Tori Sullivant on Finding Your Joy in Traumatic Times
Tori Sullivant is a joy seeker and trauma thriver. This strong woman has countless reasons to define herself as a victim and keep to the sidelines of life, but she instead, she has chosen to look at life as an opportunity to learn and to give. I’m honored to share her story with you and to amplify her light that still glows after so much darkness.
Tori watched tornados destroy two towns she’s lived in, she survived a terrorist bombing and lost her baby son just hours after he was born. She has battled severe PTSD and anxiety, and ultimately found a way to rise through the pain and darkness to serve the lives of others and create a non-profit in her son's name.
Tori has presented us with an opportunity to find a new perspective on the trauma and challenges in our own lives through her inspiring story.
IN THIS EPISODE YOU WILL LEARN:
- How to change your perspective on challenges through your reaction
- How speaking out about your grief will make a difference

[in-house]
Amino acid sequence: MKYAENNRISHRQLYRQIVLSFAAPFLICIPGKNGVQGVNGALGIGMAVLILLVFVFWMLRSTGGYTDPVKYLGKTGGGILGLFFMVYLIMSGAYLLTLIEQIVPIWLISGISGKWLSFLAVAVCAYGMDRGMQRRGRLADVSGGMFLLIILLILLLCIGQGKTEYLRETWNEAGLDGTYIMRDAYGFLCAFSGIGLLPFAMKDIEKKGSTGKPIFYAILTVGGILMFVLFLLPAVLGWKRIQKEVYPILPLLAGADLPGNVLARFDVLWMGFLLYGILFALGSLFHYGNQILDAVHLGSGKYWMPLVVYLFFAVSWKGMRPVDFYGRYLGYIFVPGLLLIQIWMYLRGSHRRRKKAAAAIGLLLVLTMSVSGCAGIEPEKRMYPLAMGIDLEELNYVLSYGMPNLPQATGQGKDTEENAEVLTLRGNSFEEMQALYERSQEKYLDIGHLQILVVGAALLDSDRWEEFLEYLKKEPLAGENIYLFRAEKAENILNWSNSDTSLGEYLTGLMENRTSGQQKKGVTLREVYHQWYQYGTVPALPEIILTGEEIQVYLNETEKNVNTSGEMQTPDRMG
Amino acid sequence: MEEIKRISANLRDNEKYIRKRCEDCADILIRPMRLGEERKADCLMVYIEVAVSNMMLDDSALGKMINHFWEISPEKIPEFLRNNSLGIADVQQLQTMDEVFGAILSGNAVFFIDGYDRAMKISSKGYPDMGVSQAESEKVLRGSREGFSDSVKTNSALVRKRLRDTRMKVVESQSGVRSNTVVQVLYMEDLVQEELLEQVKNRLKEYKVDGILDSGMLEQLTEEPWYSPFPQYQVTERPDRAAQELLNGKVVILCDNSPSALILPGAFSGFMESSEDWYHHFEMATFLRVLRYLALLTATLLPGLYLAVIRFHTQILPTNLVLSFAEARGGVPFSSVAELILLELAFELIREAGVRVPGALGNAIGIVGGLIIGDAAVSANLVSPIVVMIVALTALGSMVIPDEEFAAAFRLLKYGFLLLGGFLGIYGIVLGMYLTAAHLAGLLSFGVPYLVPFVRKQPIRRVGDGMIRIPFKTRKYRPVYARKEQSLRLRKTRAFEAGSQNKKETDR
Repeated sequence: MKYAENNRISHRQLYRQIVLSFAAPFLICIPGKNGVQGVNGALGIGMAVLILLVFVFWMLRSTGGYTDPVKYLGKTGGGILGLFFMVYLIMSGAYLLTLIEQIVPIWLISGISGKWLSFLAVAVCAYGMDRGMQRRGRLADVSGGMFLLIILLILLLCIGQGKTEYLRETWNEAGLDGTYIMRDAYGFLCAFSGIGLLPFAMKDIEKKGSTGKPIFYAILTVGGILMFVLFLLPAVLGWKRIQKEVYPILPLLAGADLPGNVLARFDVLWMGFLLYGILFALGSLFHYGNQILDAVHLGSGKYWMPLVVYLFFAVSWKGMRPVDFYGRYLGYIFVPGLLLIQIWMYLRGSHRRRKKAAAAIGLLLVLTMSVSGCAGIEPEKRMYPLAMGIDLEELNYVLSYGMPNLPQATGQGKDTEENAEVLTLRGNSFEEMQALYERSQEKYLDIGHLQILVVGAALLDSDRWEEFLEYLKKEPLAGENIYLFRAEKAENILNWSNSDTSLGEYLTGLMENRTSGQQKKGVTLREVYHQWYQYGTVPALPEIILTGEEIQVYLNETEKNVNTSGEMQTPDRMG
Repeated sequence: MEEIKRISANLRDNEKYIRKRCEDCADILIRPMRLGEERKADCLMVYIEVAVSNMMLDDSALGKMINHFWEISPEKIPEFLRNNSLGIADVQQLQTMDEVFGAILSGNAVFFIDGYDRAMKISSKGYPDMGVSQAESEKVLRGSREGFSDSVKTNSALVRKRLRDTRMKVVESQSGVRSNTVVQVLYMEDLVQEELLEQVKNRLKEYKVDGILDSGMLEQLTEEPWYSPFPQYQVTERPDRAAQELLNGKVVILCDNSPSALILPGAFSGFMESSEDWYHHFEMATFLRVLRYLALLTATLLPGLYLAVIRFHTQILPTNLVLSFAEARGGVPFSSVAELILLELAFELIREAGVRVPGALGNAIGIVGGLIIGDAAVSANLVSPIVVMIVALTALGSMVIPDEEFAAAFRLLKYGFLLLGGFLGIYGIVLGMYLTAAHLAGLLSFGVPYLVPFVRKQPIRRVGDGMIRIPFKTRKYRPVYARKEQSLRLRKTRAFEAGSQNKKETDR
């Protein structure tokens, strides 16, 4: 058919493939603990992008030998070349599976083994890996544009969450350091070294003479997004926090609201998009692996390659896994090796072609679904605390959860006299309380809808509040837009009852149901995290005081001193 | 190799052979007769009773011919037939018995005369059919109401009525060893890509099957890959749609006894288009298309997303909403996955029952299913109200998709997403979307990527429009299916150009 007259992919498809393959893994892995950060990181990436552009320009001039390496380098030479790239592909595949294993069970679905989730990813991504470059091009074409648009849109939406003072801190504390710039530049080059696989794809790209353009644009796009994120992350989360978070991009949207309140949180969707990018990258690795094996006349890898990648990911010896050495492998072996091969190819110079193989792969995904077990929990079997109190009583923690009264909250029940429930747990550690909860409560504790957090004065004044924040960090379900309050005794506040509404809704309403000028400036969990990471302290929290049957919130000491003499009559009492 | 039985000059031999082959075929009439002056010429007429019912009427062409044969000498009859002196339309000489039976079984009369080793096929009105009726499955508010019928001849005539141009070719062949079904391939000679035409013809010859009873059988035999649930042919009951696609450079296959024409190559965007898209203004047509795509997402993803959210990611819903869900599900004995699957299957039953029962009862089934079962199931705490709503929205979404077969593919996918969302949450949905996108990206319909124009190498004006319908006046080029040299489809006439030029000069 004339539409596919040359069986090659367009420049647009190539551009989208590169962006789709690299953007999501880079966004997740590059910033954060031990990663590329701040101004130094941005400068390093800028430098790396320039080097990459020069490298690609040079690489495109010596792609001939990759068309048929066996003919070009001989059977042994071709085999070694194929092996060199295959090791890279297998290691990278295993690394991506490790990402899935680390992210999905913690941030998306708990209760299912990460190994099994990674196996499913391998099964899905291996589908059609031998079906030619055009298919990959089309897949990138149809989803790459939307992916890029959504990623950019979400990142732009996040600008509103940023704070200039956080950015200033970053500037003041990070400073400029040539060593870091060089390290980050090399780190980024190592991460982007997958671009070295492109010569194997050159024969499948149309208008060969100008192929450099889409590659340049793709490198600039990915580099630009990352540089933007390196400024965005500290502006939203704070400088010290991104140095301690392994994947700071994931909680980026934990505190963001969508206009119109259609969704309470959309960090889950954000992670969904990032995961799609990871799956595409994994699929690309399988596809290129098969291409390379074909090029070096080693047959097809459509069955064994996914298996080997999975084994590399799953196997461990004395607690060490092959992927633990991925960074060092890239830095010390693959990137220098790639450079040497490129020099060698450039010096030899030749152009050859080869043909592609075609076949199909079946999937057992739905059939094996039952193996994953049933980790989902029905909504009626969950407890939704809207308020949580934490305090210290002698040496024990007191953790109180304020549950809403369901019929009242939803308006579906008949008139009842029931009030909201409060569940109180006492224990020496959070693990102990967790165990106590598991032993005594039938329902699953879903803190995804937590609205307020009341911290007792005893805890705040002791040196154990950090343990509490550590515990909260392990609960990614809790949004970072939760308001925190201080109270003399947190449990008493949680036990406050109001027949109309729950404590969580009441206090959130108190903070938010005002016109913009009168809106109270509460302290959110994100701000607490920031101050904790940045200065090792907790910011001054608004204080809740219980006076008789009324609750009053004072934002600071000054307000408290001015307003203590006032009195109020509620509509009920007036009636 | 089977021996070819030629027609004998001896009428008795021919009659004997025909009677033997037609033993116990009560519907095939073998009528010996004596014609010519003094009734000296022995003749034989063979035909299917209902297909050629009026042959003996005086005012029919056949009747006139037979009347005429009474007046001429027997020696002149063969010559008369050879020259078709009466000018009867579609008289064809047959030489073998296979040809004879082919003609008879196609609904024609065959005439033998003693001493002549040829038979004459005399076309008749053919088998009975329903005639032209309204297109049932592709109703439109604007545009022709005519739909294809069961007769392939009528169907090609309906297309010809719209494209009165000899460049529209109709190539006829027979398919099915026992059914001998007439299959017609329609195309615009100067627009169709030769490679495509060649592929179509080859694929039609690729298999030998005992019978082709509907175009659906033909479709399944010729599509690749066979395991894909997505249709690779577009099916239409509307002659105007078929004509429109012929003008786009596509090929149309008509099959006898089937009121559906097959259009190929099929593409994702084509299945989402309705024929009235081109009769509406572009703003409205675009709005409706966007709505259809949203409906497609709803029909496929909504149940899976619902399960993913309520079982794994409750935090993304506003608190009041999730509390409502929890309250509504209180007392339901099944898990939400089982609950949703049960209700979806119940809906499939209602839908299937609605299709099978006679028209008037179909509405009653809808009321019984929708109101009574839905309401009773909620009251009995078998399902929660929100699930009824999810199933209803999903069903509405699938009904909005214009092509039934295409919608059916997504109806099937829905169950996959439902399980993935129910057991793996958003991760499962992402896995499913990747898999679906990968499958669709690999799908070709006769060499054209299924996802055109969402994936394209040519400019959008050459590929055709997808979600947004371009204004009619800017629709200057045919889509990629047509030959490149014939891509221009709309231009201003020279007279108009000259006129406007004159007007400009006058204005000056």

- How faith and alignment helped Tori move through grief
- Why Tori never self-identified as a victim
- The importance of sharing your truth and your story
Targeted by Somali terrorists in Uganda
Lost her son to congenital heart disease
Had her best business month and started a non-profit during her darkest time
Now coaching women to find joy through grief
WHAT I ASK:
What has helped you unravel and move through suffering?
What motivated you to never self-identify as a victim?
How has your story changed your life and business?
How do we learn to value ourselves and our story?
SOUL FUELED QUOTES:
“I reached a point where surviving wasn’t cutting it anymore. Clearly, I’m here to do more than just breathe and walk around if I’ve survived all these things.”
“We don’t know what’s going to happen, but we have so much power in our ability to react.”
“So many people get stuck on their healing journey because they don’t allow themselves to feel.
“It was survival for me to find joy and hope in life. It was pure defiance. It’s very easy to throw in the towel. I didn’t want that.”